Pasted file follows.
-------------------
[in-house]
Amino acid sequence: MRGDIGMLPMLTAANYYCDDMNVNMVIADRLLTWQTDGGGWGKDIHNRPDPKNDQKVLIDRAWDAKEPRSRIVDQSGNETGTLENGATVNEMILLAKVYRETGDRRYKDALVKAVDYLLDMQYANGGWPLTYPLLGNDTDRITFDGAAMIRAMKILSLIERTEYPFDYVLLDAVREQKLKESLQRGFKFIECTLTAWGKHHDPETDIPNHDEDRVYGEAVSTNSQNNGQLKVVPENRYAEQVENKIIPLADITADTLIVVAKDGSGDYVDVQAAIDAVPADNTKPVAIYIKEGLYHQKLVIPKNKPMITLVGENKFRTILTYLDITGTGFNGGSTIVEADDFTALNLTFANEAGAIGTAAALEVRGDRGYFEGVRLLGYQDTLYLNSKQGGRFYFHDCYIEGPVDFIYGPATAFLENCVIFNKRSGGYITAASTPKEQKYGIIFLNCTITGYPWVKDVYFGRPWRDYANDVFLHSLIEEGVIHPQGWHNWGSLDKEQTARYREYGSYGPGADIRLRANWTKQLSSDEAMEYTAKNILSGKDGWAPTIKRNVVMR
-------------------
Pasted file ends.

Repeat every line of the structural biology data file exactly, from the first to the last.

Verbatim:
[in-house]
Amino acid sequence: MRGDIGMLPMLTAANYYCDDMNVNMVIADRLLTWQTDGGGWGKDIHNRPDPKNDQKVLIDRAWDAKEPRSRIVDQSGNETGTLENGATVNEMILLAKVYRETGDRRYKDALVKAVDYLLDMQYANGGWPLTYPLLGNDTDRITFDGAAMIRAMKILSLIERTEYPFDYVLLDAVREQKLKESLQRGFKFIECTLTAWGKHHDPETDIPNHDEDRVYGEAVSTNSQNNGQLKVVPENRYAEQVENKIIPLADITADTLIVVAKDGSGDYVDVQAAIDAVPADNTKPVAIYIKEGLYHQKLVIPKNKPMITLVGENKFRTILTYLDITGTGFNGGSTIVEADDFTALNLTFANEAGAIGTAAALEVRGDRGYFEGVRLLGYQDTLYLNSKQGGRFYFHDCYIEGPVDFIYGPATAFLENCVIFNKRSGGYITAASTPKEQKYGIIFLNCTITGYPWVKDVYFGRPWRDYANDVFLHSLIEEGVIHPQGWHNWGSLDKEQTARYREYGSYGPGADIRLRANWTKQLSSDEAMEYTAKNILSGKDGWAPTIKRNVVMR